I just realised I still had the page open, so can post it. Sorry some of the formatting might be a bit clumsy. Facebook’s Good Karma Effect network: founder Amy Churchouse hopes to spread it to workplaces Rachel Clayton, Moonee Valley Leader August 24, 2018 12:00am AMY Churchouse’s high-pressure job drove her to the brink of a mental breakdown. But she turned that struggle into success, with the Facebook support group she founded now with a national network.At least 38 Good Karma Network Facebook pages are bringing Australian neighbourhoods together thanks to Kiwi expat Amy Churchouse, who now wants to take her problem-solving network into stressed-out workplaces. The 39-year-old launched the network in April 2016 after quitting her job as at vet. Ms Churchouse was under no illusion that her chosen profession took a mental toll, with some of the highest rates of suicide of any job. “After two years I was just about broken,” Ms Churchouse said. “There was a huge part of me that wasn’t being valued in that job. I was trading all of me for $56,000 a year and wanting to drink a bottle of wine a night just to deal with it. “There are a lot of people who feel like that with the same story, lots of people wasting themselves and what they have to offer because they’re trading their wellbeing for money. Founder Amy Churchouse with Stephanie Johnston, who used the Kensington page to find work. The Kensington Good Karma network was the first of its kind, with four core principles; no selling, no advertising, no negativity and no asking without giving in return. “I wanted to create somewhere for people in the community to ask for help from their neighbours and for us to make each other’s lives easier and to know when someone is struggling,” Ms Churchouse said. “We are the most privileged people on the planet but life is not easy. We have to find a way to pay for everything to solve our problems and it’s a struggle.” Ms Churchouse vehemently believes most people live in fear of not living up to the perfect expectation presented everyday on social media. “We pretend everything is fine on social media when we are all struggling with something, and we need to be real about what we’re struggling with,” she said. “When we open up and start being vulnerable, you’d be surprised at how many amazing people are out there. That became visible in the good karma group.” After nine months the Kensington Good Karma Network group grew to 2500 members. People from around Australia contacted Ms Churchouse asking how to start their own page. There are now 38 networks across Australia with at least 35,000 members. Kensington resident Stephanie Johnston sought the help of members on the group when the company she worked for went into liquidation four months ago. “It was quiet a traumatic week, my anxiety peaked and I wasn’t sure how quickly I could find a job again, especially when there was 100 of us which lost work at the same time,” she said. She woke early on a Saturday morning and wrote a message on the Kensington Good Karma Network page about her current struggle to secure work and her desire to expand her sewing skills. Ms Johnston asked the group whether anyone had any sewing jobs. “Within minutes I received messages from people who had sewing requirements which they were willing to send my way,” she said. “The scale of the work is increasing which is wonderful, and I’m still happy to complete the small jobs as well.” Ms Churchouse said Ms Johnston’s story is exactly what the page is about. “The design of the group comes back to people taking responsibility for themselves and being authentic and honest about the challenges they are facing,” she said. The founder now wants to start good karma networks within organisations, such as banks and financial institutions, which have been plagued by a toxic culture exposed in the banking royal commission. “Problem solving together builds a big connection and there’s a great opportunity for us to move into organisations like banks so employees can connect with each other,” she said. Another article about the same person, though they don't mention the former vet part so much. https://www.smh.com.au/lifestyle/amy-churchouse-taking-responsibility-for-how-we-engage-with-the-world-starts-locally-20170712- And a segment from The Project gx9pna.htmlhttps://tenplay.com.au/channel-ten/the-project/extra/season-9/the-woman-bringing-good-karma-to-aussie-neighbourhoods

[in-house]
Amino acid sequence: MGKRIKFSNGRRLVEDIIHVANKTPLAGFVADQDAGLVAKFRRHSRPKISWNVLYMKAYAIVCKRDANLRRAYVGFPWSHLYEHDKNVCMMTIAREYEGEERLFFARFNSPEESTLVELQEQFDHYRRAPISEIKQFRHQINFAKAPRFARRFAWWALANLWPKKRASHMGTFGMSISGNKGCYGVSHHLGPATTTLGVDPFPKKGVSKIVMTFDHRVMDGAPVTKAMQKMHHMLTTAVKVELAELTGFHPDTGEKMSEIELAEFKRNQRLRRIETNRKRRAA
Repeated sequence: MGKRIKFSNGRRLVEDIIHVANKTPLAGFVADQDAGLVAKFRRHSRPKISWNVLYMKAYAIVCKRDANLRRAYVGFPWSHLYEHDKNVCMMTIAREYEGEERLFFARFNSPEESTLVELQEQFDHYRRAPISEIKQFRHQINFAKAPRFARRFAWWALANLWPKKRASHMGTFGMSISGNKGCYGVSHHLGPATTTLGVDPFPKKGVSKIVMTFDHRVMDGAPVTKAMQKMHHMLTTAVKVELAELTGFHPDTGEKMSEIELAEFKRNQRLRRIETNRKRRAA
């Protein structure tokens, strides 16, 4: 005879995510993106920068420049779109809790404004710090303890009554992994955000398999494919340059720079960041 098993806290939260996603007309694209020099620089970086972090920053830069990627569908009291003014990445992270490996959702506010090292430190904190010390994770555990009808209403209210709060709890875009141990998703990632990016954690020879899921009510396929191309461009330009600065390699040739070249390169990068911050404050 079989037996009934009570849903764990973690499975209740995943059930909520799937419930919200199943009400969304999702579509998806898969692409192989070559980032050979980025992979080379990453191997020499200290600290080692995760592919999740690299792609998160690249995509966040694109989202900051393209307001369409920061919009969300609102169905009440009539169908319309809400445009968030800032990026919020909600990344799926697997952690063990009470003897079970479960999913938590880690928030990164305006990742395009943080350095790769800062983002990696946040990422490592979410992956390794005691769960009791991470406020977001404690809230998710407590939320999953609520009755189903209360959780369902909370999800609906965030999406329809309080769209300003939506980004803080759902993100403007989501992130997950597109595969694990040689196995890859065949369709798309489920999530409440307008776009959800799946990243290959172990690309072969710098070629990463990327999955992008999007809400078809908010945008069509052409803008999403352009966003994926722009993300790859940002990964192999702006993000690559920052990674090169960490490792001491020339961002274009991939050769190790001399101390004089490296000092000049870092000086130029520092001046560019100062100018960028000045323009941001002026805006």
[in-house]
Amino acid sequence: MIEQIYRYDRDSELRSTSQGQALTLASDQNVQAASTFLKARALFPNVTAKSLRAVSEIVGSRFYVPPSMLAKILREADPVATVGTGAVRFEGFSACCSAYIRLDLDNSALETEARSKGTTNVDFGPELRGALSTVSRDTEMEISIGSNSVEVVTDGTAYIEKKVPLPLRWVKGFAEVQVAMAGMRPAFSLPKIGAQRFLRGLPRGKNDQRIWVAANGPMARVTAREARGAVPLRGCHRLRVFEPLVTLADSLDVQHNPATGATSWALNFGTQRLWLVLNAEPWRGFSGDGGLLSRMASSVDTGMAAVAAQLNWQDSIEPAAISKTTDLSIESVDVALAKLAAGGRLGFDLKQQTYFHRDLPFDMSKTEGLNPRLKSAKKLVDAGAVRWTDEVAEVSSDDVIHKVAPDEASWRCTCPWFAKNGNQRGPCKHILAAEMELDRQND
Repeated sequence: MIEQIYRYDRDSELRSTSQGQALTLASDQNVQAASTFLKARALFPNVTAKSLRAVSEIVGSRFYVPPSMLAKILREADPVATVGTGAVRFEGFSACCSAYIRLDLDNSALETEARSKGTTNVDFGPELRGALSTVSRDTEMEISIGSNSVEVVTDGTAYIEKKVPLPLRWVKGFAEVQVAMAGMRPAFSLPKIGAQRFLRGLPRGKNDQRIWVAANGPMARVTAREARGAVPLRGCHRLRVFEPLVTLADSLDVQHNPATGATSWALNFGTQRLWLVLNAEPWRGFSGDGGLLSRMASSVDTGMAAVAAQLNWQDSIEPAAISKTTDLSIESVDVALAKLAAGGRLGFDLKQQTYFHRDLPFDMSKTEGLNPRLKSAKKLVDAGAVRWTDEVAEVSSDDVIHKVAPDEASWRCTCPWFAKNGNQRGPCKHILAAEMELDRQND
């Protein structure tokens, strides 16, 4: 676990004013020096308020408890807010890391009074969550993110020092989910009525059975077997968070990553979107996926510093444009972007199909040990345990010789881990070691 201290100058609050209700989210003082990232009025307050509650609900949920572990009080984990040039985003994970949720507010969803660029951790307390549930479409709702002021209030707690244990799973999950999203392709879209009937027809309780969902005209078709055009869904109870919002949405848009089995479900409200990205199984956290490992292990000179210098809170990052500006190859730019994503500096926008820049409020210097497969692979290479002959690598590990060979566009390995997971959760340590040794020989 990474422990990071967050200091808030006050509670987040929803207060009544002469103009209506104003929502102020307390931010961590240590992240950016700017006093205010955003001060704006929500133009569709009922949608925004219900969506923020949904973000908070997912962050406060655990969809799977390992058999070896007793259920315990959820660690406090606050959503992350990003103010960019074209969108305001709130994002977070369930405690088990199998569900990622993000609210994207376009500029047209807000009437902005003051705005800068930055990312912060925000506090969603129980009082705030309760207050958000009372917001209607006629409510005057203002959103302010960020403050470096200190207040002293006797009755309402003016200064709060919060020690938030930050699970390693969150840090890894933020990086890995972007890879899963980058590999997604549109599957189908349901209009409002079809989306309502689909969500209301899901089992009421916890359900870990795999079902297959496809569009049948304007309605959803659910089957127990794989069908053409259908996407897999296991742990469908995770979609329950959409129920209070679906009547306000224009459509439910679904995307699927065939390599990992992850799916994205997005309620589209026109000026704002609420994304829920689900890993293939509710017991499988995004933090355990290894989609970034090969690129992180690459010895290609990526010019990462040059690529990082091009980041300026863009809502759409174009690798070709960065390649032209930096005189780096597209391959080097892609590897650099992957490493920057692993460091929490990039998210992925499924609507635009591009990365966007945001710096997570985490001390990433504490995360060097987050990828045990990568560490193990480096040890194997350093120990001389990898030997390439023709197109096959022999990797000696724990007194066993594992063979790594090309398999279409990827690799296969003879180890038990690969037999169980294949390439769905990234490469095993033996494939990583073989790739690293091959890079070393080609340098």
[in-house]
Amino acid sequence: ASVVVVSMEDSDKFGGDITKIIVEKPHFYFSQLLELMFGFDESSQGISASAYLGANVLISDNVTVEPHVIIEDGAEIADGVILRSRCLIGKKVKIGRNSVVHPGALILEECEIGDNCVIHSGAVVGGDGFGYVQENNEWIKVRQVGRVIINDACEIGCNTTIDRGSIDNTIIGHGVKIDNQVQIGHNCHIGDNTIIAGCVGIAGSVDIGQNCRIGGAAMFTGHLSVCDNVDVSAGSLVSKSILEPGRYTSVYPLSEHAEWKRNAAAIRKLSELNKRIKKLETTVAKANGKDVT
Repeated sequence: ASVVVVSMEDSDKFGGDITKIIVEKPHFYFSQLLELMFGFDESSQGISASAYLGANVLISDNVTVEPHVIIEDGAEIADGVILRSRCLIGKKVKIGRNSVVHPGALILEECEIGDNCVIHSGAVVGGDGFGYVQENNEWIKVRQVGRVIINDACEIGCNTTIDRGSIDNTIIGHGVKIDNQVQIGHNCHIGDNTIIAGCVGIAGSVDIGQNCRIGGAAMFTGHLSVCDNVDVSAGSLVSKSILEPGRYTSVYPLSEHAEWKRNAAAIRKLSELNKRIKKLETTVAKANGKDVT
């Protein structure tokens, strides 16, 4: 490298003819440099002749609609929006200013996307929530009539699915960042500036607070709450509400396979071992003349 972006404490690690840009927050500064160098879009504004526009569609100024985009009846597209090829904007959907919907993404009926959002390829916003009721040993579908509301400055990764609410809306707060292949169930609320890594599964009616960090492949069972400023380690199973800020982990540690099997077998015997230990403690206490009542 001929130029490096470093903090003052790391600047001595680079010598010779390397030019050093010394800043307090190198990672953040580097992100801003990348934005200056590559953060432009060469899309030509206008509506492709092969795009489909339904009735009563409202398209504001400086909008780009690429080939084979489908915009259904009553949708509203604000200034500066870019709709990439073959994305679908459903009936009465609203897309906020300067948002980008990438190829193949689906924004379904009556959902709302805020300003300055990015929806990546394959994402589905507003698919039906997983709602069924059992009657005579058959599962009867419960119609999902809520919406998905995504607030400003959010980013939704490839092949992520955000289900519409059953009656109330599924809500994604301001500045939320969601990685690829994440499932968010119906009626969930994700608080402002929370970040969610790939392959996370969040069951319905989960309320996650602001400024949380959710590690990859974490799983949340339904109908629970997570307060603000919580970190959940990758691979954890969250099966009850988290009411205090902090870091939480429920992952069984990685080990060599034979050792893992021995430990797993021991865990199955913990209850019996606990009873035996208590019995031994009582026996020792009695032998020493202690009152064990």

10. The Story Behind the Good Karma Networks

    It's the Herald Sun Perse, you only get to read so many articles a week from that media group and then they pay-wall them. I'll try and post the whole article when I can access it again. The GKN founder was a vet hence why I thought it might be of interest here.
  11. A story of a former vet, Amy Churchouse who found the job too hard for her. https://www.heraldsun.com.au/leader/north-west/facebooks-good-karma-effect-network-founder-hopes-to-spread-it-to-workplaces/news-story/f226bfa14fe171529ed7380937718c56
  12. What a gorgeous girl. From my experience with Lort Smith you can be confident they'll find her the best home because they are very thorough with their screening for the adoption process. Best wishes for Gina.
  13. Oscar

    I'm sorry for your loss Mad about Oscar, Rest in Peace sweet boy.
  14. Lulu

    I'm sorry for your loss Woof, such a sweet girl. RIP Lulu.